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Had enough? – a nerdy word-based challenge

Here’s a challenge for you – can you create a grammatically correct string of words that, if said out loud, would require the speaker to make the same monosyllabic utterance 17 times in a row?

At first, this  reminds me of the story of an old lady calling her cat in by going to the door and calling:

“Here, puss puss puss puss puss puss puss puss puss puss puss puss puss puss puss puss puss…”

That’s a bit of a cheat though, and is little more than a lazy schoolboy’s way of approaching a task to write a story of a set word count. Of course, I wouldn’t dream of trying to pad out an article in such a way for this or any other blog.

Instead, let’s consider the diversity of a short word we use hundreds of times every day. The word is ‘had’.

Most commonly used as the past participle of ‘have’, ‘had’ is a funny little word. It can be a conjunction with a similar meaning to ‘if’ but used entirely in the past tense (as in “had I chosen those lottery numbers, I would’ve won”), or an adjective meaning ‘conned’ (“I’ve been had”). Perhaps oddest of all, the word can be doubled to form the past perfect tense (as in “I had had something to eat but I still felt hungry”), making it one of the few words Microsoft Word won’t underline and tell you is a repeated word if you type it twice.

It’s this peculiarity that forms the epicentre of our 17-bit mouthful. Well, that and two conveniently named academics – Professor Had and Professor Hadhad.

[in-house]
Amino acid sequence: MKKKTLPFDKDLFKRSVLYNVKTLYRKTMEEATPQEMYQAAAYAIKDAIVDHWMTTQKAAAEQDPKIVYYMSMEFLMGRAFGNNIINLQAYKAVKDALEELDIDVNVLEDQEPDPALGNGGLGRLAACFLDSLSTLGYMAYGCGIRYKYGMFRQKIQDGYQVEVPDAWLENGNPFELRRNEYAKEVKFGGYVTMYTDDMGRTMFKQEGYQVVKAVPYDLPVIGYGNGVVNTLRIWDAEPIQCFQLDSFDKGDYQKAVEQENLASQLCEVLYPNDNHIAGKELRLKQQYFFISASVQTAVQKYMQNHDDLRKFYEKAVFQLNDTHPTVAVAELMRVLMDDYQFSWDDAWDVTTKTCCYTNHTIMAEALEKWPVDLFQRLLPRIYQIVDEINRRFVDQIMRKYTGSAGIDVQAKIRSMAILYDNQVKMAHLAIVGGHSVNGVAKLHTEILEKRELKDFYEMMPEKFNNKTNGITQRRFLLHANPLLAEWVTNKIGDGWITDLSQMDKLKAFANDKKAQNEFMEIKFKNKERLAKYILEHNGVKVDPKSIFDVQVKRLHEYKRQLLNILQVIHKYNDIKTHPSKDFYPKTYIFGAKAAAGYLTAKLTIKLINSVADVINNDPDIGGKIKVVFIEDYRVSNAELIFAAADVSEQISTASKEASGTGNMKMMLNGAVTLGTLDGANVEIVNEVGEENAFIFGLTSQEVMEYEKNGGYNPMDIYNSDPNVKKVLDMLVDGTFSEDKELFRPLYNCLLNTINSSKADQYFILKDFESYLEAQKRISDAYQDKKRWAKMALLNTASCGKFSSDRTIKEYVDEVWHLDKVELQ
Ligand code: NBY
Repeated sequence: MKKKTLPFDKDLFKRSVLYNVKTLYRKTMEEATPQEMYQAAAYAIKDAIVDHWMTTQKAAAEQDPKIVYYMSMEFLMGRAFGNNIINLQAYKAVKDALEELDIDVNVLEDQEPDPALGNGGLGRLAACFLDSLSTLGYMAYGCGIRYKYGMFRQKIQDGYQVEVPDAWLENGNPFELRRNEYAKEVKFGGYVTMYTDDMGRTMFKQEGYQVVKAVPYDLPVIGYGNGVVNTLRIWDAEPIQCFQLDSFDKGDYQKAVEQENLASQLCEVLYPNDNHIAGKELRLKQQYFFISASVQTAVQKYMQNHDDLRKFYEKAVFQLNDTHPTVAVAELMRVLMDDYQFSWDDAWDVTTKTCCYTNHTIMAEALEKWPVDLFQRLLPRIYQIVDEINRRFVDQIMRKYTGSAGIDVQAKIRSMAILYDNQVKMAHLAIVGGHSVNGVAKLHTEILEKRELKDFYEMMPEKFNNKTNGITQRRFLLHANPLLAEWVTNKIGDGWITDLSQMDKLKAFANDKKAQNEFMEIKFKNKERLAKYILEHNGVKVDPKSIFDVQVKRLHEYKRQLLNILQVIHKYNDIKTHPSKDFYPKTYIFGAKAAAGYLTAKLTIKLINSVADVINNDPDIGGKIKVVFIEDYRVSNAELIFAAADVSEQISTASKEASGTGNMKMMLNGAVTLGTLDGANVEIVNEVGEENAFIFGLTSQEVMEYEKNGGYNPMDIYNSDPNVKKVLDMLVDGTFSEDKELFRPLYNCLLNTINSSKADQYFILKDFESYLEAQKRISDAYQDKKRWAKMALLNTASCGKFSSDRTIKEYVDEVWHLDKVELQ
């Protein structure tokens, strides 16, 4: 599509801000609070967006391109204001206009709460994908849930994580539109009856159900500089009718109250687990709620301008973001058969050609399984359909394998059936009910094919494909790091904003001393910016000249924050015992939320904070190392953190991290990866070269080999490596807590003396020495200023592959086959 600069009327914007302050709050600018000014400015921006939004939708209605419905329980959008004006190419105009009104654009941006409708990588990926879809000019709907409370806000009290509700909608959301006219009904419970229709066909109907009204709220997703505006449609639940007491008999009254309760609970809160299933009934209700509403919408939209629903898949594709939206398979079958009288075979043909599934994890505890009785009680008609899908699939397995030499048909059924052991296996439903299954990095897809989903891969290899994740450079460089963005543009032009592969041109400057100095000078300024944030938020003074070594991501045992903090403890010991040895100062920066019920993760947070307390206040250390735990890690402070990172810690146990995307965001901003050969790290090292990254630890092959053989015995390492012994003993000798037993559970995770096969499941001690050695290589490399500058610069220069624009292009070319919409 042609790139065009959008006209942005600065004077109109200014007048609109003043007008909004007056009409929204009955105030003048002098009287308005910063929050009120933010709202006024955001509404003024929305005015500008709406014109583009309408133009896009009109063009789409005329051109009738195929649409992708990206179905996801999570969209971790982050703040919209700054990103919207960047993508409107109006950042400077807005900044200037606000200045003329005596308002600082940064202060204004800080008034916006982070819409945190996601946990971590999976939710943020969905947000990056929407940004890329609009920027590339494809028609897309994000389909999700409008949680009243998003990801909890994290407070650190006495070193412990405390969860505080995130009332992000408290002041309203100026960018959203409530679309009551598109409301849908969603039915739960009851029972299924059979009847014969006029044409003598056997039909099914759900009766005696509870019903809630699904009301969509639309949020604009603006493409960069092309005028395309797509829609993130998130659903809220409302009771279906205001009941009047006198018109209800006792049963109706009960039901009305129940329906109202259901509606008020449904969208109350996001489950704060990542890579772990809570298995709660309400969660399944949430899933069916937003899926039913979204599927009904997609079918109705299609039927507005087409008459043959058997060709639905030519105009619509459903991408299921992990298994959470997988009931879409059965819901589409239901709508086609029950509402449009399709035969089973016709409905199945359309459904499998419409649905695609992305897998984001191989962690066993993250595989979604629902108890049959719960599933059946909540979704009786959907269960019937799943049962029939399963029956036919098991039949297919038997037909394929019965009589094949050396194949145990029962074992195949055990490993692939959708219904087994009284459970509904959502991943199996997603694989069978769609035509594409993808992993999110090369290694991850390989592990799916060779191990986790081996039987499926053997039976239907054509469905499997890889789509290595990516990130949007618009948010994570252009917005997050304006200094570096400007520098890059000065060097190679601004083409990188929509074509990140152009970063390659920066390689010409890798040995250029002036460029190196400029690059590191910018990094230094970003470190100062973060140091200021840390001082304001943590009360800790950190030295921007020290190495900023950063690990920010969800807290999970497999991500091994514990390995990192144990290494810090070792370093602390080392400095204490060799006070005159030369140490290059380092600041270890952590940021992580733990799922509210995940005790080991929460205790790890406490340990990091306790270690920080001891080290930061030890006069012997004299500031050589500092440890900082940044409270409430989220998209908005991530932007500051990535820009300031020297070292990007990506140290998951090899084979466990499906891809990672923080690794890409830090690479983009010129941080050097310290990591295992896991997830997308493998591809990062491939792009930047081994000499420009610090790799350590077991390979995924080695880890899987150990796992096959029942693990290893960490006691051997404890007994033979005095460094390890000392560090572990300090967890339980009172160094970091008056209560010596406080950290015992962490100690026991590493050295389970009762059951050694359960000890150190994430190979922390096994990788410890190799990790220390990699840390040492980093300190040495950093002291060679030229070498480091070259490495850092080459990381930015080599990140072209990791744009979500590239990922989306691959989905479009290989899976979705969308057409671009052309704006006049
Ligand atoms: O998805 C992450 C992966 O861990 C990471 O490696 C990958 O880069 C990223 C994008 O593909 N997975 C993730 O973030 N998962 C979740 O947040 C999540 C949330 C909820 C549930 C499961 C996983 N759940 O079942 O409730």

We have to introduce this sentence by giving it some context – the two professors have entered a competition in writing an academic paper, and the judges have decided that their papers are the best. There can only be one winner, however, and the judges need to find some way to separate the two very closely matched submissions.

Of course, it comes down to grammar and, specifically, the past perfect tense. It turns out that Hadhad, despite his name, didn’t know how to use it, and simply wrote ‘had’ in one of his statements, while Had correctly used ‘had had’ in his. In short, it was Hadhad not using ‘had had’ that gifted the award to Had.

Or, to put it another way:

“Had, where Hadhad had had ‘had’, had had ‘had had’. Had Hadhad had had ‘had had’, Had would not have won.”

So there’s your answer, and it’s a very good example of how ambiguous English words can be, and how important punctuation is. I hope you don’t feel you’ve been had, or that I’ve had it as a writer. One thing is very likely though – we’ve all got a terrible had-ache now!

John is every inch the wordsmith and loves a game of Scrabble above all else. With experience writing for newspapers, John’s time at university was spent studying Creative Writing – something which comes across in his love of the pun.

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